An International View and a List, because It's Friday, and Lists Are Easy

First off, I would like to send a few hellos to people who keep dropping by and came by today, because repeat customers keep me at this when I go through the periodic I-am-totally-going-to-quit-this phases (since all I have is place names, find your city or town and accept my hello without any unnecessary paranoia): Nassau in New York, Wellington in New Zealand, Salem and Beaverton in Oregon, Toronto and Kitchener in Ontario, Galveston in Texas, somewhere in Switzerland, Providence in Rhode Island, Calgary in Alberta, San Francisco in California, Alexandria in Virginia, Ashland in Ohio, somewhere in Taiwan, and others who I would list but this is getting finger-twisting. You guys is sweet. Today, I will keep doing this.


On the bus on the way home from work, there were two foreign students standing next to my seat. I mean international students. God, saying foreign students sounds more and more like it does when my mother says negro in public, and I just want to divorce myself from her presence because it's such a backward and unnecessary type of distinction to make, especially out loud and in front of other people. So, yeah, these two international students, I think they were from China, were talking, and I couldn't help but listen. I think that it's because they were much more fascinating than just about anything else I had seen or heard all day (I spent my day filing, and filing, and filing).

They started off talking about the pros and cons of living in the dormitory versus an off-campus location. One liked the dormitory for its economic simplicity, because all of the bills were rolled into one monthly rental payment. The other liked living off-campus, because it seemed more mature than dorm life and only cost him eighty dollars more. The first one thought that sounded good, but he countered that with the idea that it was easier to make Canadian friends when you were surrounded by them in a dorm situation. This is where the conversation took a more interesting turn.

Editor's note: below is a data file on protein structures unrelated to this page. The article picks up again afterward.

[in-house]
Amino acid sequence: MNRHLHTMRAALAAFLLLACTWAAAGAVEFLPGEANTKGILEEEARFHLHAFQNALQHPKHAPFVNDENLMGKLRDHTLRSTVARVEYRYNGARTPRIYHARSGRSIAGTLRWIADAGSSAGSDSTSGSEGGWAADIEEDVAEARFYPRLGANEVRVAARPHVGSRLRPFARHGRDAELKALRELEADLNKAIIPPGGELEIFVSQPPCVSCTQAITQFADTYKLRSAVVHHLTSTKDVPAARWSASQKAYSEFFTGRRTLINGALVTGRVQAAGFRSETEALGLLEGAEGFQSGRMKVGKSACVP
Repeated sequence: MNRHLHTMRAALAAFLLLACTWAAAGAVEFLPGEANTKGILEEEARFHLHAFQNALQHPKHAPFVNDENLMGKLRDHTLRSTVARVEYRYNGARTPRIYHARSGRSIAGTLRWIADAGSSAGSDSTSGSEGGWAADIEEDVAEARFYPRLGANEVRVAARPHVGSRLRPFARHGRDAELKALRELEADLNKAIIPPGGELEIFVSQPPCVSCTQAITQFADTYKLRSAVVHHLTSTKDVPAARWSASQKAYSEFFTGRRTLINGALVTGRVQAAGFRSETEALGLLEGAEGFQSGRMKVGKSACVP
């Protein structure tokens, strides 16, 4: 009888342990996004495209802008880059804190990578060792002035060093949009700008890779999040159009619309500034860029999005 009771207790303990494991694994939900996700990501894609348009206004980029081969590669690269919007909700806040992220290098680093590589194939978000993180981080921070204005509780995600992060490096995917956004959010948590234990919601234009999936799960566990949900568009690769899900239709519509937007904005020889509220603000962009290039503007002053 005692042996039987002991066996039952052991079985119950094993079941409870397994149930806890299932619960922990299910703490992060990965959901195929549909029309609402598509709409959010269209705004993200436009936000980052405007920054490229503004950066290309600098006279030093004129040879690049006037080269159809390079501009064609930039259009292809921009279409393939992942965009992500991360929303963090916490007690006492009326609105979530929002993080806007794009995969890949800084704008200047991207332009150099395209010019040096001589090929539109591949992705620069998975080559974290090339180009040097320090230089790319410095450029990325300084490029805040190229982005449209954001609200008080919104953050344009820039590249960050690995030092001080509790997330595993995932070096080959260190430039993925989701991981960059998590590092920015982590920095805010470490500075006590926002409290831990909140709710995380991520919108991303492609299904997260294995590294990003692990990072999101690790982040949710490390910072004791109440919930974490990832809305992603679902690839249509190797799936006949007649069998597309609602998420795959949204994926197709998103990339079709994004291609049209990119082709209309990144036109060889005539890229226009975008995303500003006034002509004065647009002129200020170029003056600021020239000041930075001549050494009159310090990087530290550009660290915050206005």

The second student disagreed with this reasoning. He said that when he had lived in the dorm previously, he and some of his fellow international student friends there had Canadian roommates, but that only one friendship developed between any of them. Do you know what his reason was for the social distance between the Canadian and Asian students? He said that the Canadian kids were always so busy. They were always running to sports practice or gyms or meetings or bars or movies or trips to other places. They never took the time to just hang out in the place where they lived and relax with the people around them.

In the moment before the two of them started giving reasons for the difficulty in making Canadian friends, I assumed that they would bring up typical cultural issues like racism or the language barrier (although these two international students had excellent English skills). The issue, although still probably a cultural one, surprised me. Canadian students are apparently too busy keening their way up the ladder to develop meaningful relationships in the place where they live, or at least that's how some see it. Fascinating. I've always thought that it's better to leave enough of your not-working or going-to-school time open so that there is enough room for spontaneous situations and thoughts to arise. Otherwise you just end up moving from one task to the next, focussing all your energies on each scheduled project and leaving little time for life to direct you.